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GAO Patent Infringement Study
Section 34 of the Leahy-Smith America Invents Act (“AIA”) mandated that the United States Government Accountability Office (“GAO”) conduct a study on the consequences of patent litigation by nonpracticing entities (NPEs). As such, the GAO’s objectives were to determine (1) what is known about the volume and characteristics of recent patent litigation by NPEs; (2) what is known about the key factors that contribute to recent patent litigation trends; (3) what developments in the judicial system may affect patent litigation; and (4) what actions, if any, has the United States Patent and Trademark Office (“PTO”) recently taken that may affect patent litigation in the future.
As such, the GAO published a recent study that conducted an analysis of 500 patent infringement lawsuits in federal courts from 2007 to 2011. The GAO found that the number of lawsuits increased by about a third from 2010 to 2011, most likely influenced by the anticipation of changes in the AIA which made several significant changes to the U.S. patent system.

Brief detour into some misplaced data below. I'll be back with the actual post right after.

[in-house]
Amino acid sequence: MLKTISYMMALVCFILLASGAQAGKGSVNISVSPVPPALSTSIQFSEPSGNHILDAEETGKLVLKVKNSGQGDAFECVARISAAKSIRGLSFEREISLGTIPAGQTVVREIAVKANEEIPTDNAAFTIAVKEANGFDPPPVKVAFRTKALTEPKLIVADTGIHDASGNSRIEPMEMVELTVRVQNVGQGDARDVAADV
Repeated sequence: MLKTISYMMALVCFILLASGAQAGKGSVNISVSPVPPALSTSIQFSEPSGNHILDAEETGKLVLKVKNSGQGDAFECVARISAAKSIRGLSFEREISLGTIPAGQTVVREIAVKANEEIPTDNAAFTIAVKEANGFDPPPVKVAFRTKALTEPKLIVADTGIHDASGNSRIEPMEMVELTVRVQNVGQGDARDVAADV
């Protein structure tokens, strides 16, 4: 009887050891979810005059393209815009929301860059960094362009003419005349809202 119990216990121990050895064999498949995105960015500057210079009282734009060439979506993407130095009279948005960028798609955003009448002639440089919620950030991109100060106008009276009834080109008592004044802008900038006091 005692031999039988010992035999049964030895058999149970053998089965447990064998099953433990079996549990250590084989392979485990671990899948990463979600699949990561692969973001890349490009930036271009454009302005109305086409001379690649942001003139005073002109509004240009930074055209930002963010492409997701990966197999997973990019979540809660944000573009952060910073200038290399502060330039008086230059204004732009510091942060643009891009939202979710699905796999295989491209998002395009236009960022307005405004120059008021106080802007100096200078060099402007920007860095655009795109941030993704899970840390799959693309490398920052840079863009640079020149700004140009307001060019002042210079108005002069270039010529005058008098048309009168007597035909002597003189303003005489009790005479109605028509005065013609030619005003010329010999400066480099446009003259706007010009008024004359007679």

The data also shows that companies that make products brought most of the lawsuits; NPEs brought about a fifth of all lawsuits; and that lawsuits involving software-related patents accounted for 89 percent of the increase in defendants over this period.
Stakeholders interviewed by the GAO who are knowledgeable in patent litigation identified three factors that likely contributed to recent patent infringement lawsuits. First, many lawsuits are related to the prevalence of patents with unclear property rights. Second, the potential for large monetary awards from the courts can be an incentive to file a lawsuit. Third, the recognition by companies that patents are a more valuable asset than once assumed also may have contributed to recent lawsuits.
The judicial system is implementing new initiatives to improve the handling of patent cases in the federal courts and the PTO has taken several recent actions that are likely to affect patent quality and litigation in the future.
As a result of the study, the GAO recommends that the PTO consider examining trends in patent infringement litigation and consider linking this information to patent examination data to improve patent quality and examination.